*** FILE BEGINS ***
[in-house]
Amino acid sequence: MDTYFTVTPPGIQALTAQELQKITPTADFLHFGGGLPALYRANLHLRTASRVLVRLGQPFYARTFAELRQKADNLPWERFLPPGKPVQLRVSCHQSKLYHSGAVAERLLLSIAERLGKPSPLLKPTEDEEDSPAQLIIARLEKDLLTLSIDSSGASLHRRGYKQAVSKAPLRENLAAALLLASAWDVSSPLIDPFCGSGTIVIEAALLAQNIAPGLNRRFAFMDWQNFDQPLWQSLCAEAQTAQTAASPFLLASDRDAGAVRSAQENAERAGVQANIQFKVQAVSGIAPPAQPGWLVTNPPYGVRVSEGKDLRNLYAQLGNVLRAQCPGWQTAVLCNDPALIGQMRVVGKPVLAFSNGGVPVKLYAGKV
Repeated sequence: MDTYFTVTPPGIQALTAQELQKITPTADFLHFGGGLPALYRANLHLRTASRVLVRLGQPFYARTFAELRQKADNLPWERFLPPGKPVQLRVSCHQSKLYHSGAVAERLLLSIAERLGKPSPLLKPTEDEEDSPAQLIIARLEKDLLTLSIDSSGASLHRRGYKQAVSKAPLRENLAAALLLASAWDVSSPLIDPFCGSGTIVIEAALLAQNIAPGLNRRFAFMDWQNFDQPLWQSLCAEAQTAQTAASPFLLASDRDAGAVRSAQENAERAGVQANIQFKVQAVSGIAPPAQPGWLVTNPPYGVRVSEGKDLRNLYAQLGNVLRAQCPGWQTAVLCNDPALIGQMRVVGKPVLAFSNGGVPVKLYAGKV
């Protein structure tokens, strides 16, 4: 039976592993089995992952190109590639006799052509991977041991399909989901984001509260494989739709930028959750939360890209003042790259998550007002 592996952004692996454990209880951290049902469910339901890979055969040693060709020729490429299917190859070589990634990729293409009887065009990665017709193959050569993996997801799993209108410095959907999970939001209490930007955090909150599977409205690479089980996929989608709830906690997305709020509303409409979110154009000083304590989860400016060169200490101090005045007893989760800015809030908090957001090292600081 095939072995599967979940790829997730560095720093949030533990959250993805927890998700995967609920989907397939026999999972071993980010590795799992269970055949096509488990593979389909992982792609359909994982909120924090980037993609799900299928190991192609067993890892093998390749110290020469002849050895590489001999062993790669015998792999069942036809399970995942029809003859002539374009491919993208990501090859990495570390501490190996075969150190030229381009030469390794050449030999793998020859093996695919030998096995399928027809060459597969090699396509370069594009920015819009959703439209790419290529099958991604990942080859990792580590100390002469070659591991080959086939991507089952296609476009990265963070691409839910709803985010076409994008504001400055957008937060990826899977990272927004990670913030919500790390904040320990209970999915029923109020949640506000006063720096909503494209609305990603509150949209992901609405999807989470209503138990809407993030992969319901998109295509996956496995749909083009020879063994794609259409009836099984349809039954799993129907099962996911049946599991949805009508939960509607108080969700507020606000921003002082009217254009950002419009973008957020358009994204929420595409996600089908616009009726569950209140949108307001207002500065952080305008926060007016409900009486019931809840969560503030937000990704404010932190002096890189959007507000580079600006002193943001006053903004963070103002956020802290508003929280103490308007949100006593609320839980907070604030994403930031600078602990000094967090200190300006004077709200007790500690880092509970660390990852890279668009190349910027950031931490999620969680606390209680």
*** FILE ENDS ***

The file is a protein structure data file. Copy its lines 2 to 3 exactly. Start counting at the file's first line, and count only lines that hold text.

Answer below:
Amino acid sequence: MDTYFTVTPPGIQALTAQELQKITPTADFLHFGGGLPALYRANLHLRTASRVLVRLGQPFYARTFAELRQKADNLPWERFLPPGKPVQLRVSCHQSKLYHSGAVAERLLLSIAERLGKPSPLLKPTEDEEDSPAQLIIARLEKDLLTLSIDSSGASLHRRGYKQAVSKAPLRENLAAALLLASAWDVSSPLIDPFCGSGTIVIEAALLAQNIAPGLNRRFAFMDWQNFDQPLWQSLCAEAQTAQTAASPFLLASDRDAGAVRSAQENAERAGVQANIQFKVQAVSGIAPPAQPGWLVTNPPYGVRVSEGKDLRNLYAQLGNVLRAQCPGWQTAVLCNDPALIGQMRVVGKPVLAFSNGGVPVKLYAGKV
Repeated sequence: MDTYFTVTPPGIQALTAQELQKITPTADFLHFGGGLPALYRANLHLRTASRVLVRLGQPFYARTFAELRQKADNLPWERFLPPGKPVQLRVSCHQSKLYHSGAVAERLLLSIAERLGKPSPLLKPTEDEEDSPAQLIIARLEKDLLTLSIDSSGASLHRRGYKQAVSKAPLRENLAAALLLASAWDVSSPLIDPFCGSGTIVIEAALLAQNIAPGLNRRFAFMDWQNFDQPLWQSLCAEAQTAQTAASPFLLASDRDAGAVRSAQENAERAGVQANIQFKVQAVSGIAPPAQPGWLVTNPPYGVRVSEGKDLRNLYAQLGNVLRAQCPGWQTAVLCNDPALIGQMRVVGKPVLAFSNGGVPVKLYAGKV